Business ordered to rehire worker it sacked for operating a side business on company time: A lesson in proper dismissal procedure
Thursday, October 11, 2018/
A Melbourne-based businessman has conceded he jumped the gun in firing a worker for operating a side business on company time, after being ordered to rehire her last week.
The Fair Work Commission (FWC) has ruled cabinetry and hardware importer Lek Supply unfairly dismissed sales associate Abigail Jackman in April over allegations she stole from the company by working on her own business.
Jackman started her own business, Royal Scent & Co, while she was on maternity leave last July, selling candles, as well as bath and body products.
Lek alleged when she came back to work Jackman was taking calls and fielding text-based customer queries on her phone during business hours.
However, despite finding Jackman did conduct her private business during her working hours, commissioner McKinnon ruled the manner in which Jackman was dismissed was “harsh”.
McKinnon found Jackman was given no opportunity to respond to the reasons for her dismissal, which occurred without notice in a meeting she was not told the purpose of.
“It was a disproportionate response to a valid concern, which had only recently become apparent,” McKinnon said.
“A warning would have been a more appropriate response.”
Jumping the gun
Speaking to SmartCompany, Lek Supply chief executive Ben Lek conceded he jumped the gun by dismissing Jackman in the way he did.
“The issue was created from her and it was quite a major issue,” he says.
“It should have never happened, but at the end of the day, we didn’t follow the steps for dismissing her properly.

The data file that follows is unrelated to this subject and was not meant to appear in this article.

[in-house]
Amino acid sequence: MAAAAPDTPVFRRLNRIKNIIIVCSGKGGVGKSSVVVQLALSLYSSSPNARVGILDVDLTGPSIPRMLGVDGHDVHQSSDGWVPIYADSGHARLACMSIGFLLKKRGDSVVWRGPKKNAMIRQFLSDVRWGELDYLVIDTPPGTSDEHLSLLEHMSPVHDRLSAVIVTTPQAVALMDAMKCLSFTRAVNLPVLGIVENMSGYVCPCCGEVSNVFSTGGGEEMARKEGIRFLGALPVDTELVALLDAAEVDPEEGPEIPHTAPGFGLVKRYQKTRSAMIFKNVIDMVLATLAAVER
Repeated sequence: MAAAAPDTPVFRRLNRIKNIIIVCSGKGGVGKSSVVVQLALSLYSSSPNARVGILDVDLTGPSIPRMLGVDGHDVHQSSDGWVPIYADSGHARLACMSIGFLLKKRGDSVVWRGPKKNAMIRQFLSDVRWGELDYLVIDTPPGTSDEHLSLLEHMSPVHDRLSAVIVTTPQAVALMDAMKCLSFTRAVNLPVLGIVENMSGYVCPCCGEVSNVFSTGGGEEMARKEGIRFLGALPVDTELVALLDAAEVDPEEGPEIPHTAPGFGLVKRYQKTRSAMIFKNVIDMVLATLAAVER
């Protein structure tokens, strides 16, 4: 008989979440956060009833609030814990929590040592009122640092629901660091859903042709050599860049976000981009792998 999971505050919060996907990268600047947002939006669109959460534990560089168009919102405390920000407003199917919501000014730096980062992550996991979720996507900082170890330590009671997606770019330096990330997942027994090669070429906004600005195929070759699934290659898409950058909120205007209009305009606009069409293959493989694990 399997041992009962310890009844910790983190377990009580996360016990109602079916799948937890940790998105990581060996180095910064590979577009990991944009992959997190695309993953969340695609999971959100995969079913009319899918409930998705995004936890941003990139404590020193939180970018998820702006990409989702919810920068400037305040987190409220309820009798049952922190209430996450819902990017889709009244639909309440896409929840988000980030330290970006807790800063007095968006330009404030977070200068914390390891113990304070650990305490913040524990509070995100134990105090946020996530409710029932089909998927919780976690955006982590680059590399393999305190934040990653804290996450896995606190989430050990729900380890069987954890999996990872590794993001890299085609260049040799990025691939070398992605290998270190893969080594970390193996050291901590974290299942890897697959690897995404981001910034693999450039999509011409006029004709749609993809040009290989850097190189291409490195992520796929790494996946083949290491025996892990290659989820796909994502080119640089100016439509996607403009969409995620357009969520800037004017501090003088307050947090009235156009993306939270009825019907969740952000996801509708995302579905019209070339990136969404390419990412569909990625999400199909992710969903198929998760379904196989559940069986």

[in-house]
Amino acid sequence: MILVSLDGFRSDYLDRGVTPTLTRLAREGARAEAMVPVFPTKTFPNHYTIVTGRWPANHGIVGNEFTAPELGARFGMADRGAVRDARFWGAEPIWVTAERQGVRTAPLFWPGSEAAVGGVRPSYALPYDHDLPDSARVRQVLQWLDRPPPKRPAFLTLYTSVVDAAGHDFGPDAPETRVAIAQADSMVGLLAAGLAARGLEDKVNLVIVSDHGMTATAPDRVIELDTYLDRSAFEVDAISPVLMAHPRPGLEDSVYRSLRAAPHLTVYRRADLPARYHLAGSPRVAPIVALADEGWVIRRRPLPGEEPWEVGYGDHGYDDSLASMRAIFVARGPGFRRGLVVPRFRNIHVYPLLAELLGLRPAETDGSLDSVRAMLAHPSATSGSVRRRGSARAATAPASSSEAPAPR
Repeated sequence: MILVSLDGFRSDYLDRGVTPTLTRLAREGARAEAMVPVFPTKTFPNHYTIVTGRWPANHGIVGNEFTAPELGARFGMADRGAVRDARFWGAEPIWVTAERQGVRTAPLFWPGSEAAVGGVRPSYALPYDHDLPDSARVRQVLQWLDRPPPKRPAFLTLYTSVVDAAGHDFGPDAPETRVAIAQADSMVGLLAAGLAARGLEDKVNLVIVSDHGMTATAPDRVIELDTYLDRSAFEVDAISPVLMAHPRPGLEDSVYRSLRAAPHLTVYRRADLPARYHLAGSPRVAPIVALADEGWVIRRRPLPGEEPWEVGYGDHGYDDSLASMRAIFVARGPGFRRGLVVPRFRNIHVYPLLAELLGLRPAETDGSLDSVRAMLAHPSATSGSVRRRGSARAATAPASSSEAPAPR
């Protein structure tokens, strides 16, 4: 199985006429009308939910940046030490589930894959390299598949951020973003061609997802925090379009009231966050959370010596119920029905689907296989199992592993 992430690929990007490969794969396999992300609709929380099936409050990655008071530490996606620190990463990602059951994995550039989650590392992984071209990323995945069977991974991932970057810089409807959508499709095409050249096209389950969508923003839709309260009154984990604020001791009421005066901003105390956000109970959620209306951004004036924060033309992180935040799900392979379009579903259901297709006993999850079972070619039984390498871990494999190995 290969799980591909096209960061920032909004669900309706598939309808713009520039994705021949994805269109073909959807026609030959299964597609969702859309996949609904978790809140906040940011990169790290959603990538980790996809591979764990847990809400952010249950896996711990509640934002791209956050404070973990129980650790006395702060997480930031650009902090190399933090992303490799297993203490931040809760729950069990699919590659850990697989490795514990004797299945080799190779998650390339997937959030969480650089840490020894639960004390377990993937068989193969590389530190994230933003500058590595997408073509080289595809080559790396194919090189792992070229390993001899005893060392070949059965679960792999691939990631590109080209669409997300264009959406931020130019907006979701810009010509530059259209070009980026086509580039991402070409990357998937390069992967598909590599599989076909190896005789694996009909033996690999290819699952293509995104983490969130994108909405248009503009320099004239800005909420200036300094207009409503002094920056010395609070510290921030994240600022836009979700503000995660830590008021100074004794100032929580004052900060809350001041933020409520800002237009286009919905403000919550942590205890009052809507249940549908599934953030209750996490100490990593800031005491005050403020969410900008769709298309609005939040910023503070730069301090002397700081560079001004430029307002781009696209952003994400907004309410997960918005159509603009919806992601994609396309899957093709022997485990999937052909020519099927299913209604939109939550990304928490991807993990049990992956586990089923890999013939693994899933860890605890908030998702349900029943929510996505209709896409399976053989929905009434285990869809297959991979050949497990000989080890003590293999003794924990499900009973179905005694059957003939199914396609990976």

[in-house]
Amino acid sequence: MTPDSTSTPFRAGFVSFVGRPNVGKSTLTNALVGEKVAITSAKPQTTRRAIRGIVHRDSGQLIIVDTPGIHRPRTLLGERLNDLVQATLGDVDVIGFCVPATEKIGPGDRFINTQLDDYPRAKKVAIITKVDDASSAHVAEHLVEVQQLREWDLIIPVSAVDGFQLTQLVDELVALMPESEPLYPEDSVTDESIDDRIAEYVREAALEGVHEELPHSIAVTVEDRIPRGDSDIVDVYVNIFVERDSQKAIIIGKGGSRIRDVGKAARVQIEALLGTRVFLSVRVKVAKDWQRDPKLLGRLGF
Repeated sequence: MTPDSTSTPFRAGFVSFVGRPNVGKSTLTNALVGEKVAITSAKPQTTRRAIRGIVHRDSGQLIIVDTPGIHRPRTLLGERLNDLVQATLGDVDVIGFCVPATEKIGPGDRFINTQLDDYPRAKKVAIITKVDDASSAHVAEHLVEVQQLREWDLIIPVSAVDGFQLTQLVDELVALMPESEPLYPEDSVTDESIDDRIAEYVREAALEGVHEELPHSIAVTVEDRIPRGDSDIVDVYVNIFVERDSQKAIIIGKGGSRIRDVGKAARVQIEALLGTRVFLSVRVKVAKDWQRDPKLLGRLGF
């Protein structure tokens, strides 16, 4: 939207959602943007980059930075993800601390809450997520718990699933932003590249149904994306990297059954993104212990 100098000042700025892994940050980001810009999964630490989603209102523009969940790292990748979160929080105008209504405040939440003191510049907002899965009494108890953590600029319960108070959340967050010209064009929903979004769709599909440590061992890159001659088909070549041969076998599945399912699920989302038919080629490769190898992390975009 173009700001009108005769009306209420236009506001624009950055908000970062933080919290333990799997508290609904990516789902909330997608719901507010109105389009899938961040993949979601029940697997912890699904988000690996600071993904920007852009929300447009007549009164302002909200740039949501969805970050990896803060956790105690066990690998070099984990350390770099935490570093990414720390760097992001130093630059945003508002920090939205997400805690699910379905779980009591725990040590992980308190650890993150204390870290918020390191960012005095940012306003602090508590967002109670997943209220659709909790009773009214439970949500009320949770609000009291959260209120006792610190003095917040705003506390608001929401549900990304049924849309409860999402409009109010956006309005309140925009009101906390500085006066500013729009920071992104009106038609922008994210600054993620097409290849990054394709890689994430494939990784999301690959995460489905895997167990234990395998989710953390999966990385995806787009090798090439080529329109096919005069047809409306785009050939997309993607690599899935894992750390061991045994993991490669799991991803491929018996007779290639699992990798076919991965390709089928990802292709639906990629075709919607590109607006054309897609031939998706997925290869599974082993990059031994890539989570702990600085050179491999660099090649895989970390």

‘“With a small business like ours, not having legal representation to know all the ins and outs is probably where we made our mistake,” he says.
Lek does not intend to appeal the decision and says he will welcome Jackman back to the business in the coming weeks.
Shane Koelmeyer, director at Workplace Law, says the case is a classic example of a business not affording a worker procedural fairness he has encountered often.
“Where the employer fell down here was in not affording the employee the opportunity to respond to the allegations,” he tells SmartCompany.
“Best practice would have been for the employer to put the allegations to the employee in writing and given her the time and chance to explain or respond.
“The employer’s decision should have then only been made after receiving and reviewing those responses and explanations,” he says.
“Worst case scenario”
Koelmeyer said if the business had sought advice the matter could have been rectified within a few days, but instead, the business has received what he describes as the “worst case scenario” in unfair dismissal cases.
“[It] may be seen by the other employees as the employer’s judgment or decision-making being undermined or questioned — which can make it harder for them to manage their employees in the future,” he says.
McKinnon found against Lek’s argument that Jackman was summarily dismissed, which may have justified the lack of notice.
Jackman was paid one week’s wages in lieu of notice and was not required to work the notice period, while there was also no mention of “serious misconduct” (crucial for summary dismissal) in the letter of termination.
Garry Bircks, an industrial advocate with Just Relations consultants who represented Jackman, says his client is happy to return to the company.
“She had no problems with her workmates,” Bircks tells SmartCompany.
Bircks said Jackman was content with the decision, but she was disappointed the FWC decided not to award lost wages.
“The decision is in her favour, but she’s not happy with it to the extent that there has been no award of lost wages … there have been substantial losses as a result of the dismissal,” Bircks says.
McKinnon decided not to award lost wages because of the weak financial position of the business and because Jackman’s conduct was the “sole catalyst” for the dismissal.